The Business of Being an Artist – The Phantom of the Opera

Part of being a commercial artist is running a business. While there are aspects of this that I’m horrible at and procrastinate on (accounting, marketing) and parts that I very much enjoy (comic book conventions, book fairs, meeting fans and showcasing my latest books, and art), I still have to do all of them. This series of my process blog will talk about different aspects of the business.

Whew! I finally finished The Phantom of the Opera. Compared to The Invisible Man, this illustration was more of a struggle. I did everything that I normally do in preparation for a print. I worked out the composition in regards to creating basic shapes and making sure it flowed well before I started into the finished piece. Colour was also something I had a very strong idea about going into this illustration. Each print I do for a new series has to work as strong as it can by itself but I also want it to have a similar feel to the other two prints. In choosing which monster to do I think about the colour scheme so that I’m not repeating too closely with each one. Therefore a lot of decisions are made before I even start drawing.


Except by the time I got to the colours for The Phantom, I wasn’t happy with what I chose. When I go into creating something, often times it’s like putting a puzzle together. Sometimes I look at all the pieces and see how they could fit in different ways and it often works out pretty quickly. This time I couldn’t figure out what piece was missing, only that I didn’t like how the puzzle was fitting. Normally I try to work through it over a few hours. However since I had another project on the run, and the print series has a bit of wiggle room in regards to a timeline, I decided to let it go for about a week with the intention of getting some distance from it.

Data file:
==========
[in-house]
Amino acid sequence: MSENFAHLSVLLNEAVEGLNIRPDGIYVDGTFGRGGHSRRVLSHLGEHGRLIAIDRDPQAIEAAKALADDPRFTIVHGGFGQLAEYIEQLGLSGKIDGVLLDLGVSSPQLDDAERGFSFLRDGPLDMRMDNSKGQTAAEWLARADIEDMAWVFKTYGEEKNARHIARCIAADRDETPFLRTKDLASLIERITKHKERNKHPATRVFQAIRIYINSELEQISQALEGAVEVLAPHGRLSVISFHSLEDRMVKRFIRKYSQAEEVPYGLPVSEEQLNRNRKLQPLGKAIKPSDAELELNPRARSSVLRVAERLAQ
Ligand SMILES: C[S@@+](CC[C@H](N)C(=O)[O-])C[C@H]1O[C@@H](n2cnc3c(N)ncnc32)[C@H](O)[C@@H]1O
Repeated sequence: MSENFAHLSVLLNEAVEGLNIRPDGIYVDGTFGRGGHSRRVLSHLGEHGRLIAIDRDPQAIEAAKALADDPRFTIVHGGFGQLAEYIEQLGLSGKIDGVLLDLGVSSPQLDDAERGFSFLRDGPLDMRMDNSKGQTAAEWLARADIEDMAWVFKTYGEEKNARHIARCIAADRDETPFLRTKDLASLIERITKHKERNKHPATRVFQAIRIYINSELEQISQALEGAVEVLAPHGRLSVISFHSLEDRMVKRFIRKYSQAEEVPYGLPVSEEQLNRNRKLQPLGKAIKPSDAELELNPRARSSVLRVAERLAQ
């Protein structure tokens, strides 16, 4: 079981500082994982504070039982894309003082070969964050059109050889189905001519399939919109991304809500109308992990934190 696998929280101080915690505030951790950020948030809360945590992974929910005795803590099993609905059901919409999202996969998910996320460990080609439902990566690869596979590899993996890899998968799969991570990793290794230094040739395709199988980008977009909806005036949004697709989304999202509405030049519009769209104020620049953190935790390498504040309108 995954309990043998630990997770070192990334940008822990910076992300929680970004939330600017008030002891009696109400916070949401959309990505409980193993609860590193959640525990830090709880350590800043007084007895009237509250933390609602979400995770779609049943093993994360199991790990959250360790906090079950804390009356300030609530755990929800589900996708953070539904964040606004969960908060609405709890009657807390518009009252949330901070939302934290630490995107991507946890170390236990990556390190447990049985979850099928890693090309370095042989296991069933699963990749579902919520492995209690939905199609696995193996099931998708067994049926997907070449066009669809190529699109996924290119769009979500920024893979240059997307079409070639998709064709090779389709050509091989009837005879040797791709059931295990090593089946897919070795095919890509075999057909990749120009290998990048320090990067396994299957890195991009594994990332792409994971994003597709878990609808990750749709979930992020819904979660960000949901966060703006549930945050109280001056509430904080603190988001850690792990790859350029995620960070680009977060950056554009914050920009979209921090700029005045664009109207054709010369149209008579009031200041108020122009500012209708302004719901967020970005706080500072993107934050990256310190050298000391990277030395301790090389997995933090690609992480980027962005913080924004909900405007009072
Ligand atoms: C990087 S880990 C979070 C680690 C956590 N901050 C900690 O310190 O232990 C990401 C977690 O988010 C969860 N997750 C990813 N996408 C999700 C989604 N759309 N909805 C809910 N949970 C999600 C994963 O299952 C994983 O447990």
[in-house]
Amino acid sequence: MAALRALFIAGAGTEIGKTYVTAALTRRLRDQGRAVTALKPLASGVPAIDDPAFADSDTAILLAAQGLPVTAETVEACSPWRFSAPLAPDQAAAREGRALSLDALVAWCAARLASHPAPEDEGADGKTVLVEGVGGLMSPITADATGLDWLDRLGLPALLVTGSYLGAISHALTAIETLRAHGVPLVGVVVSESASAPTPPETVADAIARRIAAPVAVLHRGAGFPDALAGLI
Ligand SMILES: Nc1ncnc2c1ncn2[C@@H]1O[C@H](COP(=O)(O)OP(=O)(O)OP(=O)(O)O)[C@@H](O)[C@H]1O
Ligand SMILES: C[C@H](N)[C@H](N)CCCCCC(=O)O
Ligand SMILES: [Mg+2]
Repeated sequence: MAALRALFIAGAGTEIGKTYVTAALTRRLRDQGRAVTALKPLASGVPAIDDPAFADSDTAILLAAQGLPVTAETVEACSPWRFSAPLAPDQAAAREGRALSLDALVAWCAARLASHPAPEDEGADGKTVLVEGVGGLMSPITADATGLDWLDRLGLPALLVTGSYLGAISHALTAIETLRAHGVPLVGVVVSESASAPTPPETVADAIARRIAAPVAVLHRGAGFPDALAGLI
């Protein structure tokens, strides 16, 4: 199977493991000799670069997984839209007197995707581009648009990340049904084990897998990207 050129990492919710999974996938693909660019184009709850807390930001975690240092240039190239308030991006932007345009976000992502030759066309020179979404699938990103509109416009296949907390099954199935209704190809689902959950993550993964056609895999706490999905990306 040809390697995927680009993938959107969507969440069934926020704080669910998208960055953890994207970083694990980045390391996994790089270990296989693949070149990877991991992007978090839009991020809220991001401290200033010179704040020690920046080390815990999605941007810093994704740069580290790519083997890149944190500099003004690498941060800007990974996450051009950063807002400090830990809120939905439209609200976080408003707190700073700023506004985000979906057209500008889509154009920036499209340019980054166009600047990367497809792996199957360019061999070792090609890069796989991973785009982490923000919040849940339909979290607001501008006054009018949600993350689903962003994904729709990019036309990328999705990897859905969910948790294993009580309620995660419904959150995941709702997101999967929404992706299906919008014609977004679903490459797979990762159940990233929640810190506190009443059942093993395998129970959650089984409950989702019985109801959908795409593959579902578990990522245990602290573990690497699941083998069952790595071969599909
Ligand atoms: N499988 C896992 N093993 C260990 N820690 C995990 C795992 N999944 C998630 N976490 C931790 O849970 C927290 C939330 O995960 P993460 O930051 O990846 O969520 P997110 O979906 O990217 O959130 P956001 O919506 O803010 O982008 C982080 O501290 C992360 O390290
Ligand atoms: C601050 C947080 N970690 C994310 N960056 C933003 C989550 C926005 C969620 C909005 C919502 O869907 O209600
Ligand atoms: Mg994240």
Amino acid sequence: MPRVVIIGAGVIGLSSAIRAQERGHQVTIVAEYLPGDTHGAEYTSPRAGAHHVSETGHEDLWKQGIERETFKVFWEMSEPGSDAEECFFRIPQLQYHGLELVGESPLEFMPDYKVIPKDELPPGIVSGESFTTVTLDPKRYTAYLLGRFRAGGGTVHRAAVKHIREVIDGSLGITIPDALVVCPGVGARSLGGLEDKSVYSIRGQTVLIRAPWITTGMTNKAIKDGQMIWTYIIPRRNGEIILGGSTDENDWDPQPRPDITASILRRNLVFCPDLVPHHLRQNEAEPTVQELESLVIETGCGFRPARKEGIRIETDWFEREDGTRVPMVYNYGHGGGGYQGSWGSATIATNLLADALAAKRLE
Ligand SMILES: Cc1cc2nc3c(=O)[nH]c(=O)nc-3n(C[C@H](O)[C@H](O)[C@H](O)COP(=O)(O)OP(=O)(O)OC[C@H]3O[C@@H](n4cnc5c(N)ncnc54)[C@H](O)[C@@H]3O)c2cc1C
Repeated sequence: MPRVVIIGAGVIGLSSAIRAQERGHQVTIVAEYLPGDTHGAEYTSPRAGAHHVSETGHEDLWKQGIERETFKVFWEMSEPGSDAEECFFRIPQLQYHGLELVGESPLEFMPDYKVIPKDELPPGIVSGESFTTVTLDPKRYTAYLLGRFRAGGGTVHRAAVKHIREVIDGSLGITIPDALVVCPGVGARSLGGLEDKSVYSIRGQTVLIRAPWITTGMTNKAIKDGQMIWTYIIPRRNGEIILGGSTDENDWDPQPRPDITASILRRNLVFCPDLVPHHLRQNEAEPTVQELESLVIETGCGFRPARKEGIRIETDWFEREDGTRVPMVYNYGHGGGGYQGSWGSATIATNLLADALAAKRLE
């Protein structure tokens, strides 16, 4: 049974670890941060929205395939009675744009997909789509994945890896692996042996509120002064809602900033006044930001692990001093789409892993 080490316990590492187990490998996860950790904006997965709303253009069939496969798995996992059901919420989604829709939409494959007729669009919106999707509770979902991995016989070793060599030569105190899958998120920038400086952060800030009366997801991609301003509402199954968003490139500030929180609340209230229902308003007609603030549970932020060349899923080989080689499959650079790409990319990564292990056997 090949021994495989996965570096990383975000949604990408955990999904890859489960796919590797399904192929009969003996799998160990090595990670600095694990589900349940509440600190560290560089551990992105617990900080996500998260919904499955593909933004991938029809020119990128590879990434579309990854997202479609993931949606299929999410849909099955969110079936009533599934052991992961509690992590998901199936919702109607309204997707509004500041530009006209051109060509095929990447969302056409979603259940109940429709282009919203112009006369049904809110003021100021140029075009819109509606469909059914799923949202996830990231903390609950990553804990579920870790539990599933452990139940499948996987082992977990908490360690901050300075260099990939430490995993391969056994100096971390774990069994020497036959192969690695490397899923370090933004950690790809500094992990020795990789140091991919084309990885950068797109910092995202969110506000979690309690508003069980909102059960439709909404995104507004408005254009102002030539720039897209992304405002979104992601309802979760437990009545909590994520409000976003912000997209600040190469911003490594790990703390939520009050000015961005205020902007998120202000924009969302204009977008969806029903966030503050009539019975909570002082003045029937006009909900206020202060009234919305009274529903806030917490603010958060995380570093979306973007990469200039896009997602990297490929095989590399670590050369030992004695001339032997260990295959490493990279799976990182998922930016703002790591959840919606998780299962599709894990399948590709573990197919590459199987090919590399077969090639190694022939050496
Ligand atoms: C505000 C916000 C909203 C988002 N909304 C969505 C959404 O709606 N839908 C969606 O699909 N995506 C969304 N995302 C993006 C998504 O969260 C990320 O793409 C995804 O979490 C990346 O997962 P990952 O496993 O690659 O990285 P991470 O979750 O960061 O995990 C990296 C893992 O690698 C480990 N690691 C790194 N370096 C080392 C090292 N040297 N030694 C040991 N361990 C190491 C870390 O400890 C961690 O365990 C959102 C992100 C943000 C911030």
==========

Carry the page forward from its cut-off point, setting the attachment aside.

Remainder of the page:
For me this takes some self control because when something isn’t working for me, I’m like a dog with a bone and don’t want to let go of it. I actually surprised myself at how easily I was able to walk away from the illustration this time. Boy, am I glad I did, because when I reopened the digital file about a week later, I was able to view it with more objective fresh eyes. Realizing that once it was rendered, the original colour scheme would probably work itself out and in this case I was right. Years of experience and trusting instinct helped me through the beginning of the rendering and as I got more involved with it, my excitement level started to increase. By the end, I was extremely happy with the results and realized that my initial thoughts on colour were correct, I had doubted myself for no reason.

So I guess the lesson here, is that no matter how many years you are an artist, and no matter how carefully you plan something, those carefully laid plans don’t always work out. Sometimes it’s just because you’re not in the right state of mind. That’s why it’s important to take stock of the tools that you’ve acquired in your tool belt and go through them until you find something that will work for a specific situation. In this case the ability to walk away from a problem with the intention of coming back to it with eyes that are objective. Next up is Baba Yaga!